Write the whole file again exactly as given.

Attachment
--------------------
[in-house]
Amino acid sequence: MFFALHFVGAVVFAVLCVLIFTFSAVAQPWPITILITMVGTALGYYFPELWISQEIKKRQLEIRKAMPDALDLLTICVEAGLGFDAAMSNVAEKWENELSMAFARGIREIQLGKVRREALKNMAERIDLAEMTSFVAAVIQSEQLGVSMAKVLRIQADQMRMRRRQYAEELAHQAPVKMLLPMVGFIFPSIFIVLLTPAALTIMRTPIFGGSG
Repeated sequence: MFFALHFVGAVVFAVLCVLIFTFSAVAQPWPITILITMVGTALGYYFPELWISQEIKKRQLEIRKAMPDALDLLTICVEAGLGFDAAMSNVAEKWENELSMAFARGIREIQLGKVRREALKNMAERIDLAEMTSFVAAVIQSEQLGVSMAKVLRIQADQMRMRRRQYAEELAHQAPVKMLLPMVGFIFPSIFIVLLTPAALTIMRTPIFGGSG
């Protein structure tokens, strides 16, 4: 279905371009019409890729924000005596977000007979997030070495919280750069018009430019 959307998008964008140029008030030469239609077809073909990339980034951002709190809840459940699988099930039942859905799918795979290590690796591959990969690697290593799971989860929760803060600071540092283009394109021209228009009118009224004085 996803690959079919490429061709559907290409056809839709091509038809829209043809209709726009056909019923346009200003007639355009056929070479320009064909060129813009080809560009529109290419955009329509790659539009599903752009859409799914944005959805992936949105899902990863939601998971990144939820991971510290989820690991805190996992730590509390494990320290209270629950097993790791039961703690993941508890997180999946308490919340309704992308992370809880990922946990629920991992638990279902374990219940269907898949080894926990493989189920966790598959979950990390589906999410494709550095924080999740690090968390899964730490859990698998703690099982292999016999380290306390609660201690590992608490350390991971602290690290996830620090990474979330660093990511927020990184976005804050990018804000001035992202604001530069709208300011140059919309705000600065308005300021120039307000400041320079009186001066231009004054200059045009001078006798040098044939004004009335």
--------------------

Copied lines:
[in-house]
Amino acid sequence: MFFALHFVGAVVFAVLCVLIFTFSAVAQPWPITILITMVGTALGYYFPELWISQEIKKRQLEIRKAMPDALDLLTICVEAGLGFDAAMSNVAEKWENELSMAFARGIREIQLGKVRREALKNMAERIDLAEMTSFVAAVIQSEQLGVSMAKVLRIQADQMRMRRRQYAEELAHQAPVKMLLPMVGFIFPSIFIVLLTPAALTIMRTPIFGGSG
Repeated sequence: MFFALHFVGAVVFAVLCVLIFTFSAVAQPWPITILITMVGTALGYYFPELWISQEIKKRQLEIRKAMPDALDLLTICVEAGLGFDAAMSNVAEKWENELSMAFARGIREIQLGKVRREALKNMAERIDLAEMTSFVAAVIQSEQLGVSMAKVLRIQADQMRMRRRQYAEELAHQAPVKMLLPMVGFIFPSIFIVLLTPAALTIMRTPIFGGSG
């Protein structure tokens, strides 16, 4: 279905371009019409890729924000005596977000007979997030070495919280750069018009430019 959307998008964008140029008030030469239609077809073909990339980034951002709190809840459940699988099930039942859905799918795979290590690796591959990969690697290593799971989860929760803060600071540092283009394109021209228009009118009224004085 996803690959079919490429061709559907290409056809839709091509038809829209043809209709726009056909019923346009200003007639355009056929070479320009064909060129813009080809560009529109290419955009329509790659539009599903752009859409799914944005959805992936949105899902990863939601998971990144939820991971510290989820690991805190996992730590509390494990320290209270629950097993790791039961703690993941508890997180999946308490919340309704992308992370809880990922946990629920991992638990279902374990219940269907898949080894926990493989189920966790598959979950990390589906999410494709550095924080999740690090968390899964730490859990698998703690099982292999016999380290306390609660201690590992608490350390991971602290690290996830620090990474979330660093990511927020990184976005804050990018804000001035992202604001530069709208300011140059919309705000600065308005300021120039307000400041320079009186001066231009004054200059045009001078006798040098044939004004009335």